“That word the government uses, “proselytizing,” we’re very careful about not stepping across that line,” he adds. “We’re there to help them. We’re not there to convert them. We tell the mentors if you want to offer a Bible study, that’s fine, but make that off-time. Don’t make that part of the curriculum.”
In the Iowa program, which was not a PRI grantee, participants had to be willing to accept a Christian-based program. The court ruled that the program was endorsing religion and revoked its state funding. Even in many privately funded programs like the Georgia Department of Corrections’ faith- and character-based dormitories, proselytizing is outlawed.
“The dorms are interfaith and multi-faith,” says Toriarn Weldon, program coordinator for the GADOC dorms. “There’s no proselytizing, and it’s not a prerequisite for the offender to have any religion. We have Muslims, Jews, Christians, American Indians, Wiccans, even Atheists.”
There are ten of these pods throughout the state housing between 50 and 100 offenders each. Volunteers from all areas of the faith community work with the inmates. Contrary to popular belief, the dorms are not the correctional version of a spa, filled with perks for the repenting offender.
“These guys work very hard,” Weldon says. “There are no chaise lounges or wide-screen TVs. It is a regular dorm just like any other in the general population, but it’s the atmosphere that is totally different. Disciplinary reports have dropped by 95 percent.”
Positive statistics are a common refrain from faith-based programs. Still, there haven’t been enough studies to exclusively link the faith element to the progress, whether it’s reduced recidivism or fewer disciplinary reports. Even without the hard data, the DOJ is convinced it's onto something.
“The faith-based community is a prime venue for recruiting mentors who see these returning offenders as their fellow human being,” McFarland says. “For the faith-based individual, the offender is just as much a child of God as you are. Why would you want to drive two hours into the Mojave Desert to wait in line for half an hour in order to spend twenty or thirty minutes with a guy you wouldn’t want your daughter around? The faith-based community has an answer. That’s why they are indispensable partners.”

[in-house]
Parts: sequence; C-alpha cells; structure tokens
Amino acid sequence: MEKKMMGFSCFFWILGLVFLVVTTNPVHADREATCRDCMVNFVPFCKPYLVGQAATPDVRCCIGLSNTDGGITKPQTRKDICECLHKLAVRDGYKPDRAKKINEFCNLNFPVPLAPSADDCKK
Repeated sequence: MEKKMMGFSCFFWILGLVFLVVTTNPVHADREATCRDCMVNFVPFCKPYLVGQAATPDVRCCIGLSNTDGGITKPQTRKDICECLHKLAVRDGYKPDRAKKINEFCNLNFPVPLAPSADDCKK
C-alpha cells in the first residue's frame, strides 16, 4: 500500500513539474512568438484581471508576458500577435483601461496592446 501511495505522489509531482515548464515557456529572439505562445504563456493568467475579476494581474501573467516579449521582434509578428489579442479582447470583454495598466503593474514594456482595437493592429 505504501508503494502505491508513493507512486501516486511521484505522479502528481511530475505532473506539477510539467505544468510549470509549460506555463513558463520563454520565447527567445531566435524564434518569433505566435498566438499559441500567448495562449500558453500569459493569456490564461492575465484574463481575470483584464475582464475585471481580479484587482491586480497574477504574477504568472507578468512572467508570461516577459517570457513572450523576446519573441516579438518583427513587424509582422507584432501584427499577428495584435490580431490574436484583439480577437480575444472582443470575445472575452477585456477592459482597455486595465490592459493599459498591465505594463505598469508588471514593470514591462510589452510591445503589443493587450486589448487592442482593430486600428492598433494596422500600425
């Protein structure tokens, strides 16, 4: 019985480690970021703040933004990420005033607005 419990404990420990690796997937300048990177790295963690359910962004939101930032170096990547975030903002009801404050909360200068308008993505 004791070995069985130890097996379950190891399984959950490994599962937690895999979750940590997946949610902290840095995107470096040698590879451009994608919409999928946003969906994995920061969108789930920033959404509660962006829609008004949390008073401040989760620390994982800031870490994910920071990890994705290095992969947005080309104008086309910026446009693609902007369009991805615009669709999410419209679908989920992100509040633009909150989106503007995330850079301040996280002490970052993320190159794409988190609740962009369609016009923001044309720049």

Despite this positive attitude, there are barriers that sometimes prevent corrections departments and faith-based organizations from working together.
“Often there is a cultural difference, a language barrier,” says one DOL official. “FBCOs are very interested in helping, and in corrections they have policies and procedures that must be followed to ensure safety. Sometimes the FBCO might not think those rules apply to them.”
As a link between the corrections and faith communities, Pathways experiences this dilemma first-hand.
“Unfortunately, we’ve had churches not want to work with us because they felt so strongly that their first goal was to help the offender have a personal relationship with Christ,” says Kathy Lambert, co-director of Connections to Success. “We had to say no, that’s not what we’re about.”
What faith-based programming should be about, its advocates say, is returning a rehabilitated offender to a safer community.
“We tell the guys you have to get the community to put faith back in you and you need to put your faith back in the community,” Weldon says.
What 2008 has in store for correctional faith-based partnerships remains uncertain. Still, regardless of who lives by the words “seeing is believing,” it seems for now corrections will continue to maintain its belief in faith-based programming.
Information from the White House National Summit on Prisoner Reentry
Learn more about the PRI grants for 2008
More on the Georgia faith-based dorms